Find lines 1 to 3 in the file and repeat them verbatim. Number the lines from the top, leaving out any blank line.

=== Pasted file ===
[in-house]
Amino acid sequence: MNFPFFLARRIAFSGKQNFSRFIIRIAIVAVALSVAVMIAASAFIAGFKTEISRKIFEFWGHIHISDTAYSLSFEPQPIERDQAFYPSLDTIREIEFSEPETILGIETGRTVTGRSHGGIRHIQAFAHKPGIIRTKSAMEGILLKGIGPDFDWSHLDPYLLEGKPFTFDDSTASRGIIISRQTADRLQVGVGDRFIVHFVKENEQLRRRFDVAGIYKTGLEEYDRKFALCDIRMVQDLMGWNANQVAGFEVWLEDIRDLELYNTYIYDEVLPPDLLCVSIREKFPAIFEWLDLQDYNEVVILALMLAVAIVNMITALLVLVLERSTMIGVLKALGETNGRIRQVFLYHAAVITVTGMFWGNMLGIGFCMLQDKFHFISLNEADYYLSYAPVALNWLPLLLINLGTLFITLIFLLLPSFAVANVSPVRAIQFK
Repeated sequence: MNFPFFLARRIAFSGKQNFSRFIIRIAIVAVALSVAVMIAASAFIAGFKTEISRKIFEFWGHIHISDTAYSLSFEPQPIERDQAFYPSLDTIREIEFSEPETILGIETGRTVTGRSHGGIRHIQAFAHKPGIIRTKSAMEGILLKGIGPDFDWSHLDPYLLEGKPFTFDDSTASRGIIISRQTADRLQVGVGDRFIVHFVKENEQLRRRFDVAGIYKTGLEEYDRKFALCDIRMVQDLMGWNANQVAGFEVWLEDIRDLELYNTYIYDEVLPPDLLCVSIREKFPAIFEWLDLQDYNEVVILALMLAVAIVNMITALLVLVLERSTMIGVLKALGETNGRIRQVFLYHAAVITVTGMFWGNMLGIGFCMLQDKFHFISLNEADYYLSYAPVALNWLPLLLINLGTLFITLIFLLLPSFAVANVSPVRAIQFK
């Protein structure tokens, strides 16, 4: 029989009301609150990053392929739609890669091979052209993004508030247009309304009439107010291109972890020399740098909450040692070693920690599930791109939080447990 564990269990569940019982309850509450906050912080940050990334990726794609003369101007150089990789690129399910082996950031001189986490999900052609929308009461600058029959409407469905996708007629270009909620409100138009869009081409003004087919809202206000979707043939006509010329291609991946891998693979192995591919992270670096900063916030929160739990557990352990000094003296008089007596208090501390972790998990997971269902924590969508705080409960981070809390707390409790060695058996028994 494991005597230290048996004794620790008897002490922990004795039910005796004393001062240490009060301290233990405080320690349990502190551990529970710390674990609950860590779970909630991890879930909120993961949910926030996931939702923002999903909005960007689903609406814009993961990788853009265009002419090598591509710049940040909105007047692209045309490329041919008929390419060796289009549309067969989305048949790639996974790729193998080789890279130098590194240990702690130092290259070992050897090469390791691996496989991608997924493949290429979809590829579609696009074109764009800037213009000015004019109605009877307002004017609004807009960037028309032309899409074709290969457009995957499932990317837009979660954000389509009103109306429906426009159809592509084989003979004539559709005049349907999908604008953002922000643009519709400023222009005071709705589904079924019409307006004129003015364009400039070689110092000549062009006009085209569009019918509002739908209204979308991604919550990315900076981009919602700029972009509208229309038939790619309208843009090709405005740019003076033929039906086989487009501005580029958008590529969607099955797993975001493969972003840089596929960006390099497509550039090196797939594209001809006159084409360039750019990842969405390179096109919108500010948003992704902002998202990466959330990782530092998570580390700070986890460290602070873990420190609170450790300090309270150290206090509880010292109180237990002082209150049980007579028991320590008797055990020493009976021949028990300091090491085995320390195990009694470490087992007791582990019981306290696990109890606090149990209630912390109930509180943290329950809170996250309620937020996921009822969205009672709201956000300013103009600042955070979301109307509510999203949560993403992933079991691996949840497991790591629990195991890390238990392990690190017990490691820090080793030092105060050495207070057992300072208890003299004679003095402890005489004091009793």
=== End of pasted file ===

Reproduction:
[in-house]
Amino acid sequence: MNFPFFLARRIAFSGKQNFSRFIIRIAIVAVALSVAVMIAASAFIAGFKTEISRKIFEFWGHIHISDTAYSLSFEPQPIERDQAFYPSLDTIREIEFSEPETILGIETGRTVTGRSHGGIRHIQAFAHKPGIIRTKSAMEGILLKGIGPDFDWSHLDPYLLEGKPFTFDDSTASRGIIISRQTADRLQVGVGDRFIVHFVKENEQLRRRFDVAGIYKTGLEEYDRKFALCDIRMVQDLMGWNANQVAGFEVWLEDIRDLELYNTYIYDEVLPPDLLCVSIREKFPAIFEWLDLQDYNEVVILALMLAVAIVNMITALLVLVLERSTMIGVLKALGETNGRIRQVFLYHAAVITVTGMFWGNMLGIGFCMLQDKFHFISLNEADYYLSYAPVALNWLPLLLINLGTLFITLIFLLLPSFAVANVSPVRAIQFK
Repeated sequence: MNFPFFLARRIAFSGKQNFSRFIIRIAIVAVALSVAVMIAASAFIAGFKTEISRKIFEFWGHIHISDTAYSLSFEPQPIERDQAFYPSLDTIREIEFSEPETILGIETGRTVTGRSHGGIRHIQAFAHKPGIIRTKSAMEGILLKGIGPDFDWSHLDPYLLEGKPFTFDDSTASRGIIISRQTADRLQVGVGDRFIVHFVKENEQLRRRFDVAGIYKTGLEEYDRKFALCDIRMVQDLMGWNANQVAGFEVWLEDIRDLELYNTYIYDEVLPPDLLCVSIREKFPAIFEWLDLQDYNEVVILALMLAVAIVNMITALLVLVLERSTMIGVLKALGETNGRIRQVFLYHAAVITVTGMFWGNMLGIGFCMLQDKFHFISLNEADYYLSYAPVALNWLPLLLINLGTLFITLIFLLLPSFAVANVSPVRAIQFK